Mayhew said it is likely there are some additional costs in the current budget year, but removal of all of ineligible people should reduce the expected costs of the program in the second year. She said it will take four weeks to do the analysis and provide dollar amounts to lawmakers.
Members of the appropriations committee were surprised and upset at the news. Legislative leaders were hoping to end this session the first week in April.
"It's obviously enormously frustrating to have this computer problem still haunting us," said Senate President Kevin Raye, R-Perry. "The whole thing with the computer system is just a nightmare from which we are yet to awaken."
Rep. Peggy Rotundo, D-Lewiston, the Democratic lead on the committee, said the snafu will have an impact on the timing of the session. Work on a state budget cannot be completed without accurate numbers.
"The magnitude of that incompetence is astounding to me,"she said. "One of the things that is particularly disturbing to me is that someone in DHHS knew in January that there was a problem. This is at the same time we were meeting with the commissioner and her staff trying to figure out why we had a shortfall."
Rotundo lamented lawmakers were not told of the glitch when trying to verify Medicaid numbers that "just didn't add up."
"As commissioner I own responsibility for this problem," Mayhew said. "This issue should have been identified and brought to my attention."
Members of the Criminal Justice and Public Safety Committee are determined to find additional funding for the state police computer crime unit after hearing the backlog of cases continues to grow, most dealing with child pornography.
"This is my absolute top priority," said Sen. Garrett Mason, R-Livermore Falls. "I will never forget what I saw at the crime lab, never."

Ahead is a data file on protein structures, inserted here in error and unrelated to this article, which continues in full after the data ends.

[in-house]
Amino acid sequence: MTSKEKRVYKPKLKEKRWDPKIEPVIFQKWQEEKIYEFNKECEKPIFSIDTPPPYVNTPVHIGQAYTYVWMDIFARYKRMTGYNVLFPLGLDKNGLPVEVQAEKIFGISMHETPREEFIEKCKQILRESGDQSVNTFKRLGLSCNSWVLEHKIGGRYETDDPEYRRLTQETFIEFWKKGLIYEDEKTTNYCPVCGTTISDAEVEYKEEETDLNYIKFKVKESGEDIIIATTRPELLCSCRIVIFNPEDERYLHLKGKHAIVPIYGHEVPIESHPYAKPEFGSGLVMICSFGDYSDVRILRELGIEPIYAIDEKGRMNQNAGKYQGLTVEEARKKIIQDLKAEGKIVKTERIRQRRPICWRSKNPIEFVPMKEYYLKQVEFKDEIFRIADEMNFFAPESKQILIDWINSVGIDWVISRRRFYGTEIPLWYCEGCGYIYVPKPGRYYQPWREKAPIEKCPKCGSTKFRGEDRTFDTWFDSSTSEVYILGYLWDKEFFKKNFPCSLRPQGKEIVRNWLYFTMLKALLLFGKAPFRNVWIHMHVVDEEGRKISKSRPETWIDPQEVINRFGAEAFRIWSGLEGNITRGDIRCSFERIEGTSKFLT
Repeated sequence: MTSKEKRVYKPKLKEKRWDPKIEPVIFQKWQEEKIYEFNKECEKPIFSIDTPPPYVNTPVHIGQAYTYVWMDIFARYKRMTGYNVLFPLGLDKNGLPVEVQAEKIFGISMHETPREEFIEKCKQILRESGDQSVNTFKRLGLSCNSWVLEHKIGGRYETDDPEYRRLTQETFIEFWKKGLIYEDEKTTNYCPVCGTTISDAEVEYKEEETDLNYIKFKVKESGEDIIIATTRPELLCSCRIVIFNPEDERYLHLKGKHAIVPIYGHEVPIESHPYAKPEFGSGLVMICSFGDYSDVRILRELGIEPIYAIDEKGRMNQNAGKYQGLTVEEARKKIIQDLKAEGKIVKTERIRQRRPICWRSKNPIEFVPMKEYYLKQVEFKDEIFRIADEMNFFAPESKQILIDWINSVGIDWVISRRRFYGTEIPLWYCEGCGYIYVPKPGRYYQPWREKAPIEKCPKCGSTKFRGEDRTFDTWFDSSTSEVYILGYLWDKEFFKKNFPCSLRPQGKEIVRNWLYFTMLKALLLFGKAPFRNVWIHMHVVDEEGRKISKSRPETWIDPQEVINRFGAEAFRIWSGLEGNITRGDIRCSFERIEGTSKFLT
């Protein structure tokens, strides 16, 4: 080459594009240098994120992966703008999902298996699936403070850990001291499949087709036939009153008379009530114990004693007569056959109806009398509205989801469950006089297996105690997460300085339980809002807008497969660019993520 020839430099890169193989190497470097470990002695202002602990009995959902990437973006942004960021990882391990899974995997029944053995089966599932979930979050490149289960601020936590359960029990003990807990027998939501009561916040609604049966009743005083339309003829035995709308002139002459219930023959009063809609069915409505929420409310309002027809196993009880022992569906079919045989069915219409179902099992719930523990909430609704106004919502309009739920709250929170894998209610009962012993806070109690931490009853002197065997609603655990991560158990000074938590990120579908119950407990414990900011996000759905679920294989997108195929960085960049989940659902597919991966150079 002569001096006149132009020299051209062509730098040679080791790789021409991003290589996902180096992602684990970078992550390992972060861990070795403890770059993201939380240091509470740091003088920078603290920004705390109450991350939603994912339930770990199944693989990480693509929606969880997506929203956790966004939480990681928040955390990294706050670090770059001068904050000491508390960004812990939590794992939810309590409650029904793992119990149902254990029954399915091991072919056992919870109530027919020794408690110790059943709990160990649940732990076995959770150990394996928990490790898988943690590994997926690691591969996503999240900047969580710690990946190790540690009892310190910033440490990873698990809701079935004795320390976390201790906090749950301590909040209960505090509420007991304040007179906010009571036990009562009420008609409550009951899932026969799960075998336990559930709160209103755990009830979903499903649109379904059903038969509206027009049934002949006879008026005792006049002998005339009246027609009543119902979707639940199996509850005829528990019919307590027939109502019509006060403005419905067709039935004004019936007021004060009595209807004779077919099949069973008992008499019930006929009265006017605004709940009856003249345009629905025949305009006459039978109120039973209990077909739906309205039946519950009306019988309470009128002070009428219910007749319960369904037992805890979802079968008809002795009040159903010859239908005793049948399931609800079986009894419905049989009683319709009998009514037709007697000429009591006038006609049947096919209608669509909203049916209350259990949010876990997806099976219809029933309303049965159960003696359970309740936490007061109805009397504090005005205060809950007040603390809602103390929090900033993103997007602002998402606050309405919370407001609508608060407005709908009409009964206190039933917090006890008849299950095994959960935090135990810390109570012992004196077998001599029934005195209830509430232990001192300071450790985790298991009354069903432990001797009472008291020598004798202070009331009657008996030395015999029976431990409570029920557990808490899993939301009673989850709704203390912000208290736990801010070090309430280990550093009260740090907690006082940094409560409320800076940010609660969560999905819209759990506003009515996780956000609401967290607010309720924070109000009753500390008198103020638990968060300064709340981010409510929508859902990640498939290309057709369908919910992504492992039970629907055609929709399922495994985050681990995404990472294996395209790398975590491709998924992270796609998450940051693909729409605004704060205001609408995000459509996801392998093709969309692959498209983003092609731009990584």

Like several other members of the panel, Mason visited the lab and looked at images on computers being analyzed. He said he is haunted by those images.
"Let's really do something about it and stop kicking the can down the road," said Sen. Stan Gerzofsky, D-Brunswick.
A former co-chairman of the panel, he said he has been frustrated as the efforts of the computer crime lab have depended on federal grants, including federal recovery act funding that runs out next year. He said the unit has had to put investigation of other crimes on hold to deal with sex crime.
State Police Lt. Glenn Lang, the director of the unit, told the panel that the unit could barely hold its own when it was fully staffed and now the backlog has grown. As of February, there were more than 200 cases with over 600 computer hard drives that need to be investigated.
"When we were at full complement, had the six detectives working for us and the four forensic examiners, we could just about stay dead even with the flow," he said.
Lang said there can be as a many as 10 hard drives seized in a single case.
"And there is more information capacity on the hard drives we are seeing now," he said. "It takes longer to do the analysis."
Lang says the unit handled 235 child pornography cases in 2011, representing 73% of the unit's workload. He said cases involving business crimes are often bumped to investigate sex crimes.